07/29/2003 11:00PM

A pair of real crowd-pleasers

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DEL MAR, Calif. - It's a pretty tough week when you lose both Bob Hope and Kona Gold.

Hope was around for a hundred years, literally. In the case of Kona Gold, it has only seemed that way. Few horses have occupied such a broad and satisfying swath of racing history, while maintaining such a high set of expectations.

From his first race on May 31, 1998 - the old-fashioned Memorial Day - to his final bow last Saturday in the Bing Crosby Handicap, Kona Gold was a source of constant entertainment. Even at the age of 9, he remained one of the rocks upon which the sport could rely. And even though he lost the last three races of his career, he was never embarrassed.

Late Wednesday morning, four days after the Crosby, Bruce Headley and Juan Soto were lingering near Kona Gold's stall 33 on the west side of the barn, where the ocean breeze ruffled the leaves of the tall eucalyptus lining the stable road. As trainer and groom, Headley and Soto had a right to be melancholy.

"Hey Juan, what about that?" Headley said. "Life without Kona Gold."

"Sad," Soto replied. "Very sad."

Kona Gold paid them very little mind. He was focused on something in the distance, ears on alert and eyes scanning the horizon. Was it music from a neighbor's barn? Birds on the wing? Heavy machinery on the highway?

"Airplanes," Soto said. "Every time an airplane goes by, he's looking at it."

Kona Gold will have all the time in the world now to contemplate the sky. Once Del Mar ends, with a special tribute to Kona Gold in the works, he will spend the early part of his retirement at Headley's small farm near Santa Anita Park. After that, options will be considered. One thing is for sure, Kona Gold will always have a proper home. Visitors welcome.

"He does love attention," said Aase Headley, the trainer's wife. "He once stopped and stared at a woman carrying a small purse. I'm sure he thought it was a camera."

Andrew Molasky owns Kona Gold with the Headleys, along with his father, Irwin Molasky. He readily endorsed the decision to retire their horse after the Crosby, in spite of the fact that Kona Gold got the six furlongs in a respectable 1:08 and change while beaten about five lengths by victorious Beau's Town.

"He set very high standards for himself," Molasky said. "And even though he might be competitive at a lesser level, it would not be the same. Better he should be remembered as going out with his head held high."

Better yet, the old boy is sound and healthy. One of the reasons he was still in the game at age 9 is because he did not make his first start until May of his 4-year-old season. And that was because he had a chip in his knee at age 3.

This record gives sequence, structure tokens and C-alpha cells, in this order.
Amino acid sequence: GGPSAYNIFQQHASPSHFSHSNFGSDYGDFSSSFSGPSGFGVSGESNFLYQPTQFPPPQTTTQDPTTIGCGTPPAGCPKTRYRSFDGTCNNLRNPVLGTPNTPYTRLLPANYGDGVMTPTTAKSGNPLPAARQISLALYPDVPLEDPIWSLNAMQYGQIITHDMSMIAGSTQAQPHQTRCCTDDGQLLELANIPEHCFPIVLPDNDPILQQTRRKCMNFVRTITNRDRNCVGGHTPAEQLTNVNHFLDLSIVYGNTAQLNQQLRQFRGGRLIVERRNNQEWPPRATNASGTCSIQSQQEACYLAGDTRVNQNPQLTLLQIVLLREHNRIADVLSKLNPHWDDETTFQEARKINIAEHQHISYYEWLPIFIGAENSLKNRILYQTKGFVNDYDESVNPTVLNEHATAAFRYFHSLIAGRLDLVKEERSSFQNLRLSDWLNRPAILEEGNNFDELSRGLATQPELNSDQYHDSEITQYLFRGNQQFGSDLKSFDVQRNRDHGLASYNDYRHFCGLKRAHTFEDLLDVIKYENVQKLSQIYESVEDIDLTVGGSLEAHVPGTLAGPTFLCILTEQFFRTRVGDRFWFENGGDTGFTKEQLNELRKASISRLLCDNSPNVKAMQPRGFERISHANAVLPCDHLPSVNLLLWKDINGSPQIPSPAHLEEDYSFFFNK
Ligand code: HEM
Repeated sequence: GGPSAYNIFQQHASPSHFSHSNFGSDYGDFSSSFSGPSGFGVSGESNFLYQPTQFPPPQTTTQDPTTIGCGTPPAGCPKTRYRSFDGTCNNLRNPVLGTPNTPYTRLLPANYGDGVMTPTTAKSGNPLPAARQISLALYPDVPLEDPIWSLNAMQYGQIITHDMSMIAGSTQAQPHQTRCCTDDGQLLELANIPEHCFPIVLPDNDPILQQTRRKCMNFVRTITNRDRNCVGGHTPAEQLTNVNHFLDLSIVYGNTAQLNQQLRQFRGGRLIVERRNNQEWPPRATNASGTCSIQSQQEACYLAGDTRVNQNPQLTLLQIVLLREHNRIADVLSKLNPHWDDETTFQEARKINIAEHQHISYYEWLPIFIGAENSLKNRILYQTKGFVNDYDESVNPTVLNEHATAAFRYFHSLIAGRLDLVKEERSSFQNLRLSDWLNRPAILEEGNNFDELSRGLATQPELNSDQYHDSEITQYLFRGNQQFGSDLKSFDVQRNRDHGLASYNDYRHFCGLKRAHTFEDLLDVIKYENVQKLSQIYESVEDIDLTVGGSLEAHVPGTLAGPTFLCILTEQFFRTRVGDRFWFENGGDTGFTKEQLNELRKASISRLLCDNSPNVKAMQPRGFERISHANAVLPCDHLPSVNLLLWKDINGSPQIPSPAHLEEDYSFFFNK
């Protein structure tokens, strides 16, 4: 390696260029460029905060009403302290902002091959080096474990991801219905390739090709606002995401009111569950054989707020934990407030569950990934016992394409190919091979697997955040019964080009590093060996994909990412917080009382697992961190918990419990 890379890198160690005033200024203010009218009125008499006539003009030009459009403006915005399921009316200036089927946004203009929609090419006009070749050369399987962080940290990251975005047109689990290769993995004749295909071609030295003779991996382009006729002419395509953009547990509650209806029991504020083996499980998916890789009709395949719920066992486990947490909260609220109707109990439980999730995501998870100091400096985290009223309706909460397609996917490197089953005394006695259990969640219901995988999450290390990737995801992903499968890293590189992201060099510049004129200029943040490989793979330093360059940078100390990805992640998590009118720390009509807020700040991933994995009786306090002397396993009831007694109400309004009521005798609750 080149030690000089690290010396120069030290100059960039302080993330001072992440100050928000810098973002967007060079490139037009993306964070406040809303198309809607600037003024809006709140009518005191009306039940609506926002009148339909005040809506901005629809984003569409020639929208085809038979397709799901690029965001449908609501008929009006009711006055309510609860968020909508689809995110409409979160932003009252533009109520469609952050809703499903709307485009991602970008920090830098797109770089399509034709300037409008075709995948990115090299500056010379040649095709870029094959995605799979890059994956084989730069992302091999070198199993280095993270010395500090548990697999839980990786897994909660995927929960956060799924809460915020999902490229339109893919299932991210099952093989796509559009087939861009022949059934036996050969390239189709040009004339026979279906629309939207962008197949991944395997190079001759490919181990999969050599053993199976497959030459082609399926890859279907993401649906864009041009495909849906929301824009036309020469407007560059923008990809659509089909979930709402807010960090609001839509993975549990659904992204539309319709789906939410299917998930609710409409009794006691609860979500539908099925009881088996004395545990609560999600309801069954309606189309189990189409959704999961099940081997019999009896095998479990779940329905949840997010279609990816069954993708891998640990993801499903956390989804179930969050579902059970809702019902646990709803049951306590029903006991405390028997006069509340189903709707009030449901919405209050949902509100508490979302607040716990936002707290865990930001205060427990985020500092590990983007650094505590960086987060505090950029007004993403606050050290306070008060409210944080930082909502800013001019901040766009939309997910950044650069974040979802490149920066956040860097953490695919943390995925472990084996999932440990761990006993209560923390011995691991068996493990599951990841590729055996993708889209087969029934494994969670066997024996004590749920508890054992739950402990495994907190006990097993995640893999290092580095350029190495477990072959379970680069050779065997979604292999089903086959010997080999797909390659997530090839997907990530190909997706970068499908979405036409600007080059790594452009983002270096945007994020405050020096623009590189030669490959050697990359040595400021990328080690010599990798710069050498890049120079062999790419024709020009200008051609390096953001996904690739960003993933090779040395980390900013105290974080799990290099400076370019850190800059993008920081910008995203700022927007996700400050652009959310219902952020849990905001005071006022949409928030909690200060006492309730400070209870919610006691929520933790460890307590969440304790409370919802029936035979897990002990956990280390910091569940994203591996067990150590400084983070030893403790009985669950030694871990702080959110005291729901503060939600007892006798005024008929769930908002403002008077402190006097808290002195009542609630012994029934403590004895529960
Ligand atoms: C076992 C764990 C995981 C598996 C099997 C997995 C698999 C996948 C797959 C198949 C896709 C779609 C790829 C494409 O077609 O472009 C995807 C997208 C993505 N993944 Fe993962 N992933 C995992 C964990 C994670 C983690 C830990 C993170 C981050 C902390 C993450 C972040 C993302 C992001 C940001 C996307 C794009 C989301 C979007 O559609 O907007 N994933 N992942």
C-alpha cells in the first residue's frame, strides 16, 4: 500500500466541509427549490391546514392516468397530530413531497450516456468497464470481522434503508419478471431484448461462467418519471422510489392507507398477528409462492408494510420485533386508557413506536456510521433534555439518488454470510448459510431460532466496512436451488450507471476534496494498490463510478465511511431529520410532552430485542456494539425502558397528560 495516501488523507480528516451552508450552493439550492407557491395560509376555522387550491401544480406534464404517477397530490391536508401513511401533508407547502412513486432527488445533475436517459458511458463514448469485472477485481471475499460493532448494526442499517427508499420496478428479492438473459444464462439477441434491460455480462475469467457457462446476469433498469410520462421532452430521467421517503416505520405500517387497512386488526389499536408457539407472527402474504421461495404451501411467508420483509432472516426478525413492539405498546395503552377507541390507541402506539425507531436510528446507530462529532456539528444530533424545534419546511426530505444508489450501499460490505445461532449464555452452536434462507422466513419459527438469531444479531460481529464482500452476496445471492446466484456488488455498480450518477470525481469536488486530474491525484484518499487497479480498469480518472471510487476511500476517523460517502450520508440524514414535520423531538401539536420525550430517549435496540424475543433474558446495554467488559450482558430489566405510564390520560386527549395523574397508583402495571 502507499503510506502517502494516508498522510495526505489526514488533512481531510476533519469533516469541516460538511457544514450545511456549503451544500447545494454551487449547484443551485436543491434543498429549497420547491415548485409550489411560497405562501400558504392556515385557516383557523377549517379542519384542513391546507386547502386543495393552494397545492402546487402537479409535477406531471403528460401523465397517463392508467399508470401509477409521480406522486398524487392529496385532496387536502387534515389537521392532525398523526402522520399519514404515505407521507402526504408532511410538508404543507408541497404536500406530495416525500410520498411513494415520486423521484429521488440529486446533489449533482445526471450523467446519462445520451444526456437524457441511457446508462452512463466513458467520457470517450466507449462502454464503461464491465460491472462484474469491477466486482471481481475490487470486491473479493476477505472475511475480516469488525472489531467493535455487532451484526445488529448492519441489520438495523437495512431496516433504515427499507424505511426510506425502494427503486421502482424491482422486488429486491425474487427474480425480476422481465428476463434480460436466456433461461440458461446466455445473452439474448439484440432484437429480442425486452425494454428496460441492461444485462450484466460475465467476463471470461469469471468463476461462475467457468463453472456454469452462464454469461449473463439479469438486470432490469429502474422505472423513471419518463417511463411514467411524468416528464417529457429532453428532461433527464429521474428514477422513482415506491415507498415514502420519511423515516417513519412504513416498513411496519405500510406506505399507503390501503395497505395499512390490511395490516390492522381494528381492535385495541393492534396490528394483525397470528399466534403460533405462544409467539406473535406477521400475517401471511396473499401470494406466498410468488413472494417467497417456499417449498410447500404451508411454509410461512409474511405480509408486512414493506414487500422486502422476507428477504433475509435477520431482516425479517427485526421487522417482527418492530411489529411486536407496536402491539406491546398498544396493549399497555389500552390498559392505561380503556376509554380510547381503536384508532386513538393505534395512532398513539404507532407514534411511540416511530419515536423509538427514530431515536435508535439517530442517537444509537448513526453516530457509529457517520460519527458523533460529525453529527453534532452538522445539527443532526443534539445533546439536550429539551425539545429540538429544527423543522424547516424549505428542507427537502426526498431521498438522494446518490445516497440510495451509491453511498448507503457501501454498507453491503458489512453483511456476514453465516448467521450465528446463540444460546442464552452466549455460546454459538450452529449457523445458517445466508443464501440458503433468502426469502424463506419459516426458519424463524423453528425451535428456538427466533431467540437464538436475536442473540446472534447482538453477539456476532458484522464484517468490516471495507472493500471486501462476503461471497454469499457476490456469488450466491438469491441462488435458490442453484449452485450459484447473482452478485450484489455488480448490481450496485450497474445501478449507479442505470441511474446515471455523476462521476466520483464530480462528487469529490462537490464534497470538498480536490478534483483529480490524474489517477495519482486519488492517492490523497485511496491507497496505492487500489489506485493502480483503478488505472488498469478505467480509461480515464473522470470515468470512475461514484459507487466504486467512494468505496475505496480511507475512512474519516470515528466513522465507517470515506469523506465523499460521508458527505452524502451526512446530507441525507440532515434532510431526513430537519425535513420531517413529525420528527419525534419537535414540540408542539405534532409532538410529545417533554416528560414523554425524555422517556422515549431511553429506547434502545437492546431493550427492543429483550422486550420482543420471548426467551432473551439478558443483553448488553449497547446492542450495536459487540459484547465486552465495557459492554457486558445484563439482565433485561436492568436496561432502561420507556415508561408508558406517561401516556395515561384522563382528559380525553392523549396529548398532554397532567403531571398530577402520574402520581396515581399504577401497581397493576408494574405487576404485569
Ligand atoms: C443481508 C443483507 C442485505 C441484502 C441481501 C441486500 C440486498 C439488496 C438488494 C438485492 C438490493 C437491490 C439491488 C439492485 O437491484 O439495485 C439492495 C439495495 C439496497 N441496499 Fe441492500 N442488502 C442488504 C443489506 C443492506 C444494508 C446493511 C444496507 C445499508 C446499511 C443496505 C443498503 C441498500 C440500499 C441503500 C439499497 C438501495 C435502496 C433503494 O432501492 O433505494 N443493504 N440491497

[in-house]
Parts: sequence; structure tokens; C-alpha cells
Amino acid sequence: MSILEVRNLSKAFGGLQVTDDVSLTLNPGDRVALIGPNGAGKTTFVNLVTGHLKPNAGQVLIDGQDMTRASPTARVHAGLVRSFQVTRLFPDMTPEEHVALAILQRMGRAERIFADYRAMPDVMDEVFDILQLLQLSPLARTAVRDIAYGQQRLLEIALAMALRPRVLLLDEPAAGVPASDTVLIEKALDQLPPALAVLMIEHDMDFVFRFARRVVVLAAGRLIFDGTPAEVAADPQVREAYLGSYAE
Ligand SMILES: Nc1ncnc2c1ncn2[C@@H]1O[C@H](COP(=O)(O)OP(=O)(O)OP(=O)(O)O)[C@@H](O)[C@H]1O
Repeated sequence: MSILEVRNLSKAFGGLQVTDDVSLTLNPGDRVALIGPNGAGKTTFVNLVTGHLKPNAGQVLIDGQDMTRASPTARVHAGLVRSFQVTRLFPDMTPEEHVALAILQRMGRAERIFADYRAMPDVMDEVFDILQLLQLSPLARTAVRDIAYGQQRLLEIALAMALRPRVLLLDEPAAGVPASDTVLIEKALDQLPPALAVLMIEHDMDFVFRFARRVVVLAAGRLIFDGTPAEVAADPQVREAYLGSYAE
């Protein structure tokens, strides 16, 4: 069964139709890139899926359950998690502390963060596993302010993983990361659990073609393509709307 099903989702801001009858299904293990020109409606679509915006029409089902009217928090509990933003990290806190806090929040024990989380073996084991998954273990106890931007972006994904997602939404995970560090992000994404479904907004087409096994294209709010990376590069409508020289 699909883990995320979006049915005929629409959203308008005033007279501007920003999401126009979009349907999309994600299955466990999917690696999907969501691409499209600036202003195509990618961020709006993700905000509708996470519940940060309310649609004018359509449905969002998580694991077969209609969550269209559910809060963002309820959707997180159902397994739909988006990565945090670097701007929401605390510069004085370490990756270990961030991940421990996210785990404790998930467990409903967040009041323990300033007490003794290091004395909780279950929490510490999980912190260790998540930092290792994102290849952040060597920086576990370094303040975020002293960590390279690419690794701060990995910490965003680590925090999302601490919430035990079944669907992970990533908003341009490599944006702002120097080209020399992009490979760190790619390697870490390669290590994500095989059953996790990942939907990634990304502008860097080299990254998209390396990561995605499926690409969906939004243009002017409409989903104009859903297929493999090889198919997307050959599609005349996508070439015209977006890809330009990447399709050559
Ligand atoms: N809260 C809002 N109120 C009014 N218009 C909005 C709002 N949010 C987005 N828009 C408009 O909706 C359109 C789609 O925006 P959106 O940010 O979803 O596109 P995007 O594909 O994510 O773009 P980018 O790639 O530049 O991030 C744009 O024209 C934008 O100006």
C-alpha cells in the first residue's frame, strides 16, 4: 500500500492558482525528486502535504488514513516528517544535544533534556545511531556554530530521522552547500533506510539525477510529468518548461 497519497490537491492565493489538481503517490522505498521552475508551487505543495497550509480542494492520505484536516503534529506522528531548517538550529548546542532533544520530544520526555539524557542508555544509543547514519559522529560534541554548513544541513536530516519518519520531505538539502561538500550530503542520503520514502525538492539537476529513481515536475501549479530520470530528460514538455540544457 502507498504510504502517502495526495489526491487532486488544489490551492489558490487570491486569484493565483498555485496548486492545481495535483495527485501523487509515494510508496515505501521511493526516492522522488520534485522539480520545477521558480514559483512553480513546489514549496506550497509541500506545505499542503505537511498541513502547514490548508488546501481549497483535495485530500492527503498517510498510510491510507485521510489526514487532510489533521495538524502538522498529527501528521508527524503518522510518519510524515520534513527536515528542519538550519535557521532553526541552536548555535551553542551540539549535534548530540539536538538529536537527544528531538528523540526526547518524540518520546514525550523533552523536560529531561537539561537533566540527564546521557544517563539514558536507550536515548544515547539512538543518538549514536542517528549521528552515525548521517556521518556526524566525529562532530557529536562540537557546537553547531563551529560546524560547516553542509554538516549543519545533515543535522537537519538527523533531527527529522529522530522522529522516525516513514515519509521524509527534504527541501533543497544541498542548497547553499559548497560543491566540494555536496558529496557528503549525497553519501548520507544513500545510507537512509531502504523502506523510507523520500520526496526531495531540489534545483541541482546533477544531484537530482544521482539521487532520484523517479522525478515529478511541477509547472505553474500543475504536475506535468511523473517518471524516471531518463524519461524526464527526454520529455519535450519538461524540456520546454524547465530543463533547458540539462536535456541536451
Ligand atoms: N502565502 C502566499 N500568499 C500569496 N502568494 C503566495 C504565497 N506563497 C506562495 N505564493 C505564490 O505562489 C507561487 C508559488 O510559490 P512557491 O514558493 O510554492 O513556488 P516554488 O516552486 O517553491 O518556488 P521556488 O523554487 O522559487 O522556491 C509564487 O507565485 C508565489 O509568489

"He was ready to run when we found it," Headley said. "And ready to win, too. A lot of guys would have injected the knee and gone on with him, won the race, and then who knows how long he'd have lasted. But we stopped on him, took out the flake and gave him the time he needed."

Headley's patience, coupled with the understanding of the Molaskys, kept Kona Gold going longer than any top-class sprinter in recent American racing. He appeared in an unprecedented five runnings of the Breeders' Cup Sprint. He went head to head against the likes of Reraise, Artax, Big Jag, Grand Slam, Freespool, Regal Thunder, Swept Overboard, Honest Lady, and that other old battler, Bet on Sunshine, running his race nearly every time.

In fact, during a string of 21 starts, beginning with his debut and running to the end of 2001, Kona Gold finished first or second 19 times. He was third once, but give him a break. That was his first appearance in the Breeders' Cup Sprint.

Kona Gold's victory in the 2000 Breeders' Cup Sprint at Churchill Downs over Honest Lady remains his most significant, especially after setting the Breeders' Cup record for the six furlongs. A few weeks later, Headley appeared wearing a cap emblazoned with "1:07.77," just so nobody would forget, while jockey Alex Solis changed his California license plates to "Kona107."

Kona Gold's bare-knuckle brawls with massive Big Jag were legendary. Between January of 1999 and January of 2000 they met five times and won twice each. Only the '99 Breeders' Cup Sprint escaped them, when Artax beat Kona Gold by a half-length, with Big Jag lapped on in third.

But it was the 2001 running of the Bing Crosby Handicap that lingers sweetest of all. Kona Gold was 7 by then and had every right to show his age. His opposition was led by Caller One, a speedball in top form who had traveled halfway around the world to win the 2001 Dubai Golden Shaheen.

When Kona Gold ran down Caller One to win by three-quarters of a length that day, the Del Mar fans rocked the house. Solis responded by taking Kona Gold halfway up the stretch to let Kona take a bow. Kona obliged with a toss of his head.

"Did you see that? Did you hear them?" said Headley, a man who is hard to impress. "I can't remember anything like that. I've still got goose bumps."

They will last for awhile. And to all who kept Kona Gold going - thanks for the memories.